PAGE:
Read before filing an LPFM Application
Like you, I am very excited about the new low power radio service that enables local organizations to better serve their communities.
As Chairman of the FCC, I have encountered frustration on the part of folks who have had ideas on how to put radio to good use serving their communities, but no way of putting those ideas into action. I have heard this from churches and schools, community groups and public safety officials, civic organizations, and non-English speaking communities. In talking with these groups, I’ve been moved by all the different ways they propose to use the airwaves.
Some want low power FM to serve as a forum for discussions of issues relevant to local communities, or to provide job training for young people seeking to make a career in broadcasting. Some see it as a way to emphasize cultural learning, others as a means for more formal over-the-air instruction. And some want low power FM to keep their communities informed of public safety concerns, including weather and traffic conditions. In creating a low power FM radio service, the FCC has thrown open the doors of opportunity to the smaller, community-oriented broadcaster, and will give hundreds — if not thousands — of new voices access to the nation’s airwaves.
I hope the following provides you with enough information to determine whether a local FM station will help to better serve the needs of your organization and community.
Low power FM radio, or LPFM, is an FM radio service recently created by the Federal Communications Commission. The LPFM service consists of two types of radio stations: 100 watt stations which reach an area with a radius of approximately three and one-half miles; and 10 watt stations which generally reach an area with a radius of between one and two miles. By contrast, existing full power FM radio stations generally operate at between 6,000 and 100,000 watts. The FCC will accept applications for LPFM licenses first for 100 watt stations, followed by the licensing of 10 watt stations.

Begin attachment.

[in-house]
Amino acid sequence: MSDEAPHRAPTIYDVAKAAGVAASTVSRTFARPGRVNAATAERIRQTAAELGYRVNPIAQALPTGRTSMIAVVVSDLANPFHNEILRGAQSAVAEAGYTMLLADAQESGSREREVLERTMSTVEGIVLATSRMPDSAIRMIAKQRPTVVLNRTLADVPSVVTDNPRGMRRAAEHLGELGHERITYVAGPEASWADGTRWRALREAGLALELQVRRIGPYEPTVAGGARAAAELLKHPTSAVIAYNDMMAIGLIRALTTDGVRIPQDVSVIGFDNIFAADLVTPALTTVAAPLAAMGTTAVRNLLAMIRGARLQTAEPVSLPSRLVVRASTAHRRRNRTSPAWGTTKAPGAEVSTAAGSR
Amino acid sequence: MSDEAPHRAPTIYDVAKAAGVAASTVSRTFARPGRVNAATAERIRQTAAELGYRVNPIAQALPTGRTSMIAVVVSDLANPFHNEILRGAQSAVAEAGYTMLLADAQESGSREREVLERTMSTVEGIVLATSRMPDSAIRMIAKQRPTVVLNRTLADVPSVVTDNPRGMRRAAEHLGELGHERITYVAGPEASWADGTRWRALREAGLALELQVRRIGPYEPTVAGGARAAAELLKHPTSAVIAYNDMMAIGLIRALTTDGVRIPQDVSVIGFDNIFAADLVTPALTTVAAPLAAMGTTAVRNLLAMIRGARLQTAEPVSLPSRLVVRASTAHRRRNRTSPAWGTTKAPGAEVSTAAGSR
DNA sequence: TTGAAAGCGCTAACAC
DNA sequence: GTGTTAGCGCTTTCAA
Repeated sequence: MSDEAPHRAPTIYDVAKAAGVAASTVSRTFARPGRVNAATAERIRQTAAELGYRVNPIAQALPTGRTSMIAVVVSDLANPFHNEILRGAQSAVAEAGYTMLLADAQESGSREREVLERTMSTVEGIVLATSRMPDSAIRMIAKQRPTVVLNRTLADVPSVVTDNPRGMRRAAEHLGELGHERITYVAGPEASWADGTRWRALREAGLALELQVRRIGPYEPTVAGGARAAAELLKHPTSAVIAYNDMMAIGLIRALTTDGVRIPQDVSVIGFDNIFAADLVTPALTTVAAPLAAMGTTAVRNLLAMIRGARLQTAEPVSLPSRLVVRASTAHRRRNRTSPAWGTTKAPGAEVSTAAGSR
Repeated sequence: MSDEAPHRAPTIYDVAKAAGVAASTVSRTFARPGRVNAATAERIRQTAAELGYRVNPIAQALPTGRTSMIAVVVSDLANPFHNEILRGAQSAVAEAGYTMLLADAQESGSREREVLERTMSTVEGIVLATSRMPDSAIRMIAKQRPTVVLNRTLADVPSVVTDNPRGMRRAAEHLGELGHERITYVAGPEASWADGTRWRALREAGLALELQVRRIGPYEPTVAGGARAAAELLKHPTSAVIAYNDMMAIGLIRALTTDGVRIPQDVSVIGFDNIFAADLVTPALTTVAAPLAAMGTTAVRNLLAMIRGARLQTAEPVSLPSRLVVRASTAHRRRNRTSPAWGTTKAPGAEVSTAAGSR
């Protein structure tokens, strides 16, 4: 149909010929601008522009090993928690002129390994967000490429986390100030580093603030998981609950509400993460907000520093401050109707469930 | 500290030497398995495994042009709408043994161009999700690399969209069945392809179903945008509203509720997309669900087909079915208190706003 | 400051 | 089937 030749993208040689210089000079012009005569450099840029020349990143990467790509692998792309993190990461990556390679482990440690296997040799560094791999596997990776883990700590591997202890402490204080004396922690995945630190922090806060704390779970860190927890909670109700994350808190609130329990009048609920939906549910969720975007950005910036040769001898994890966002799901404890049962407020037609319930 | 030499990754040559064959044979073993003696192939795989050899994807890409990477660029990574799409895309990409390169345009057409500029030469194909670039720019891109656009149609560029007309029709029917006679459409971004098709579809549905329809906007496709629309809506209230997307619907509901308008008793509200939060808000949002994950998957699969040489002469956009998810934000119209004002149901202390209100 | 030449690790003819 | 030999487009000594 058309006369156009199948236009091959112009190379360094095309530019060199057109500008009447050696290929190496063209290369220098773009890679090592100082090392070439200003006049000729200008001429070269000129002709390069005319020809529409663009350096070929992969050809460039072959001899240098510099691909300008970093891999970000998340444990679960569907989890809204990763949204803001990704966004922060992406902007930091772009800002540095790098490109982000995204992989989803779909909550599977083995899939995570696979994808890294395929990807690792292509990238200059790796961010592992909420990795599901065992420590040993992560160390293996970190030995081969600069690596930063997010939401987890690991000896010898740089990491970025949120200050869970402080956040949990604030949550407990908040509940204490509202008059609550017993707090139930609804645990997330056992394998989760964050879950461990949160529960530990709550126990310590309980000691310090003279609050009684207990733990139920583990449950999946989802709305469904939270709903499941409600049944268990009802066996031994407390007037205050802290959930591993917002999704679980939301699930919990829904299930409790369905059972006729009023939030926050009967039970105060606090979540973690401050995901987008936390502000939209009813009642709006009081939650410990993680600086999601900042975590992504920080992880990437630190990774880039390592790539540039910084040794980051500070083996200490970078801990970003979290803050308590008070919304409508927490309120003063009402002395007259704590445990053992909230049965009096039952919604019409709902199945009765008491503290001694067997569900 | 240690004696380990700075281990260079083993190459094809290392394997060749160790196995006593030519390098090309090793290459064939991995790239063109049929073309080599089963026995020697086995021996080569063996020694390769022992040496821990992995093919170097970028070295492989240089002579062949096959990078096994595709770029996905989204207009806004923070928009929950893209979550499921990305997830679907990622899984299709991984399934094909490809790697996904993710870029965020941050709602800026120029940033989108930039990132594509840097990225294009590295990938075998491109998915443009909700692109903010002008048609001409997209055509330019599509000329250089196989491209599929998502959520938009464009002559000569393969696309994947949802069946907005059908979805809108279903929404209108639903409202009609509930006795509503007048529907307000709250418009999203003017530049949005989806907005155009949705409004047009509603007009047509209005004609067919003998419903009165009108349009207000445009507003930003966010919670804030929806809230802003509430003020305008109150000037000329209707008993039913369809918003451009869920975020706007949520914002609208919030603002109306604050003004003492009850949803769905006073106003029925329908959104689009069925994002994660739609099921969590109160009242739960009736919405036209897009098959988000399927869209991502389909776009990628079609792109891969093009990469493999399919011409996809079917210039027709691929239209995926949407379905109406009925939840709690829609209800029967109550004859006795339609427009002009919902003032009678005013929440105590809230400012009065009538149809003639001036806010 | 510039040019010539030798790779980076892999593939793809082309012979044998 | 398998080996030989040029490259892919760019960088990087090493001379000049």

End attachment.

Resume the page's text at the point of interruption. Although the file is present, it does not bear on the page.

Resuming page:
As the new LPFM service is a noncommercial, educational radio service, LPFM licenses are not available to individuals or commercial entities. Eligible applicants must fall into one of the following categories:
Government or non-profit educational institution — such as public or private school, or private or state university; non-profit organization, association or entity with educational purposes — such as a community group, public service or public health organization, disability service provider or faith-based organization; or government or non-profit entity providing local public safety or transportation services — such as a volunteer fire department, local government, or state transportation authority.
In addition, applicants for LPFM licenses must be based in the community in which they intend to broadcast. An organization is considered community-based if:
it is physically headquartered or has a campus within 10 miles of the proposed transmitting antenna; or seventy-five percent of its board resides within 10 miles of the proposed transmitting antenna; or it is a non-profit or governmental public safety organization that intends to broadcast within the area of its jurisdiction.
Because the LPFM service is designed to create opportunities for new voices to be heard on the radio, existing broadcasters, cable television system operators, or daily newspaper publishers are not eligible for LPFM licenses. This includes all principals or officers of the applicant organization.
For example, a non-profit organization whose president is a local television station owner is not eligible for an LPFM license while the station owner is president of the organization.